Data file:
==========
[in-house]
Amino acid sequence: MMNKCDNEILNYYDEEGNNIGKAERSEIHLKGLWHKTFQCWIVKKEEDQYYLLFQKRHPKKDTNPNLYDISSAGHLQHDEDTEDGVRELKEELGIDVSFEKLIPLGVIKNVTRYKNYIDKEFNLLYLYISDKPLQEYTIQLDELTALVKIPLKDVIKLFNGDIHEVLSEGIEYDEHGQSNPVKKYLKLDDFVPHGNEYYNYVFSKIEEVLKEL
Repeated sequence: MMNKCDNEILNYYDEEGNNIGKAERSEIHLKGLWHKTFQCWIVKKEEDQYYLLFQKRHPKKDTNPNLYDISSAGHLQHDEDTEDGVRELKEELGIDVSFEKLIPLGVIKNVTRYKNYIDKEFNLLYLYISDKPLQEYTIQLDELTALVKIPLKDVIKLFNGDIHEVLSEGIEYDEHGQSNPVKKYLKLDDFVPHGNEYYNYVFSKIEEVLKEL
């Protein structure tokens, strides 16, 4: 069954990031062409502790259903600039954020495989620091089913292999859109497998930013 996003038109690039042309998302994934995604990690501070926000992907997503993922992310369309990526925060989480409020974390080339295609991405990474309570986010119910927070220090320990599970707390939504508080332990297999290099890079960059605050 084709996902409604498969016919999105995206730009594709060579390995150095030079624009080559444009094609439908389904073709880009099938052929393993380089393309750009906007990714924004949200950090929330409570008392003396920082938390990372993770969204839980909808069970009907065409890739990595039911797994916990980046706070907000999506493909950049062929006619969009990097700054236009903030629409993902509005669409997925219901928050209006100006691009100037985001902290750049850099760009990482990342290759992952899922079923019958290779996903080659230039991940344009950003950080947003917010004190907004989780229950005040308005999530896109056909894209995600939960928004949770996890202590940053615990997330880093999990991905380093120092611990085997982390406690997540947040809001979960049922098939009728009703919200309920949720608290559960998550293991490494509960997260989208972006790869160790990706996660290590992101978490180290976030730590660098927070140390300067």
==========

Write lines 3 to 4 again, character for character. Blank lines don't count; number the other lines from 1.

Repeated sequence: MMNKCDNEILNYYDEEGNNIGKAERSEIHLKGLWHKTFQCWIVKKEEDQYYLLFQKRHPKKDTNPNLYDISSAGHLQHDEDTEDGVRELKEELGIDVSFEKLIPLGVIKNVTRYKNYIDKEFNLLYLYISDKPLQEYTIQLDELTALVKIPLKDVIKLFNGDIHEVLSEGIEYDEHGQSNPVKKYLKLDDFVPHGNEYYNYVFSKIEEVLKEL
């Protein structure tokens, strides 16, 4: 069954990031062409502790259903600039954020495989620091089913292999859109497998930013 996003038109690039042309998302994934995604990690501070926000992907997503993922992310369309990526925060989480409020974390080339295609991405990474309570986010119910927070220090320990599970707390939504508080332990297999290099890079960059605050 084709996902409604498969016919999105995206730009594709060579390995150095030079624009080559444009094609439908389904073709880009099938052929393993380089393309750009906007990714924004949200950090929330409570008392003396920082938390990372993770969204839980909808069970009907065409890739990595039911797994916990980046706070907000999506493909950049062929006619969009990097700054236009903030629409993902509005669409997925219901928050209006100006691009100037985001902290750049850099760009990482990342290759992952899922079923019958290779996903080659230039991940344009950003950080947003917010004190907004989780229950005040308005999530896109056909894209995600939960928004949770996890202590940053615990997330880093999990991905380093120092611990085997982390406690997540947040809001979960049922098939009728009703919200309920949720608290559960998550293991490494509960997260989208972006790869160790990706996660290590992101978490180290976030730590660098927070140390300067």